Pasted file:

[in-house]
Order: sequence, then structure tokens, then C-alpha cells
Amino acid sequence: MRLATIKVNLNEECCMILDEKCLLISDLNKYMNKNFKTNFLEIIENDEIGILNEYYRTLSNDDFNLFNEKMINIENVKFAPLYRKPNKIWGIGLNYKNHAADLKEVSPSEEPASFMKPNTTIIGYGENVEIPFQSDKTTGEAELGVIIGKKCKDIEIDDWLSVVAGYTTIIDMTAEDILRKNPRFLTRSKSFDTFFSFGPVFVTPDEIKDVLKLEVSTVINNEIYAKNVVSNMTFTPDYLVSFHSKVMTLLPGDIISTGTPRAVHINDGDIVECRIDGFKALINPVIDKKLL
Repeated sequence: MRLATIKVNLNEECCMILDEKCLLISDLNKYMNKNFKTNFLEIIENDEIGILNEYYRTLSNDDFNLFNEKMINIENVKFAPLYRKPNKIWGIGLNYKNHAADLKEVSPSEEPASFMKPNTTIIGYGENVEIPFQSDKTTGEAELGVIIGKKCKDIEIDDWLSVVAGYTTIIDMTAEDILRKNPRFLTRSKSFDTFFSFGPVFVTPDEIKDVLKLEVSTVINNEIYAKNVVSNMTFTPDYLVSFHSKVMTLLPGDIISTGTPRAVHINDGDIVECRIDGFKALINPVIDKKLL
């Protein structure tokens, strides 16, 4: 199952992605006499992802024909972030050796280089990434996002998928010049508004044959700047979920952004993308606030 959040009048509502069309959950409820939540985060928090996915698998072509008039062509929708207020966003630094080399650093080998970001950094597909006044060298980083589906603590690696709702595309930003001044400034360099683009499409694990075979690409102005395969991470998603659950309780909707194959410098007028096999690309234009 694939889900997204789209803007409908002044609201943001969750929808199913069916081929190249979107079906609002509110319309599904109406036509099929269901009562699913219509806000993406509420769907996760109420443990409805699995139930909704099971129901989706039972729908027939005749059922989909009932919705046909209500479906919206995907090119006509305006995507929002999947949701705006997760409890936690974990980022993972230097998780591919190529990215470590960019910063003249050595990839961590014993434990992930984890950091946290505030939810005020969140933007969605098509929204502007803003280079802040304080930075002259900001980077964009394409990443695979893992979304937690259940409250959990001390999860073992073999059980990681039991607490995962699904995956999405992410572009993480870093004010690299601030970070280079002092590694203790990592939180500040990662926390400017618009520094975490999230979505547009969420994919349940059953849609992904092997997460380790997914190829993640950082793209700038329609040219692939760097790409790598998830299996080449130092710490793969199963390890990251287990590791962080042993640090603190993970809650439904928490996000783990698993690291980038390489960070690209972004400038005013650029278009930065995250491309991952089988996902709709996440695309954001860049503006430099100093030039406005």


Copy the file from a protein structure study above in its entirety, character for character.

[in-house]
Order: sequence, then structure tokens, then C-alpha cells
Amino acid sequence: MRLATIKVNLNEECCMILDEKCLLISDLNKYMNKNFKTNFLEIIENDEIGILNEYYRTLSNDDFNLFNEKMINIENVKFAPLYRKPNKIWGIGLNYKNHAADLKEVSPSEEPASFMKPNTTIIGYGENVEIPFQSDKTTGEAELGVIIGKKCKDIEIDDWLSVVAGYTTIIDMTAEDILRKNPRFLTRSKSFDTFFSFGPVFVTPDEIKDVLKLEVSTVINNEIYAKNVVSNMTFTPDYLVSFHSKVMTLLPGDIISTGTPRAVHINDGDIVECRIDGFKALINPVIDKKLL
Repeated sequence: MRLATIKVNLNEECCMILDEKCLLISDLNKYMNKNFKTNFLEIIENDEIGILNEYYRTLSNDDFNLFNEKMINIENVKFAPLYRKPNKIWGIGLNYKNHAADLKEVSPSEEPASFMKPNTTIIGYGENVEIPFQSDKTTGEAELGVIIGKKCKDIEIDDWLSVVAGYTTIIDMTAEDILRKNPRFLTRSKSFDTFFSFGPVFVTPDEIKDVLKLEVSTVINNEIYAKNVVSNMTFTPDYLVSFHSKVMTLLPGDIISTGTPRAVHINDGDIVECRIDGFKALINPVIDKKLL
């Protein structure tokens, strides 16, 4: 199952992605006499992802024909972030050796280089990434996002998928010049508004044959700047979920952004993308606030 959040009048509502069309959950409820939540985060928090996915698998072509008039062509929708207020966003630094080399650093080998970001950094597909006044060298980083589906603590690696709702595309930003001044400034360099683009499409694990075979690409102005395969991470998603659950309780909707194959410098007028096999690309234009 694939889900997204789209803007409908002044609201943001969750929808199913069916081929190249979107079906609002509110319309599904109406036509099929269901009562699913219509806000993406509420769907996760109420443990409805699995139930909704099971129901989706039972729908027939005749059922989909009932919705046909209500479906919206995907090119006509305006995507929002999947949701705006997760409890936690974990980022993972230097998780591919190529990215470590960019910063003249050595990839961590014993434990992930984890950091946290505030939810005020969140933007969605098509929204502007803003280079802040304080930075002259900001980077964009394409990443695979893992979304937690259940409250959990001390999860073992073999059980990681039991607490995962699904995956999405992410572009993480870093004010690299601030970070280079002092590694203790990592939180500040990662926390400017618009520094975490999230979505547009969420994919349940059953849609992904092997997460380790997914190829993640950082793209700038329609040219692939760097790409790598998830299996080449130092710490793969199963390890990251287990590791962080042993640090603190993970809650439904928490996000783990698993690291980038390489960070690209972004400038005013650029278009930065995250491309991952089988996902709709996440695309954001860049503006430099100093030039406005």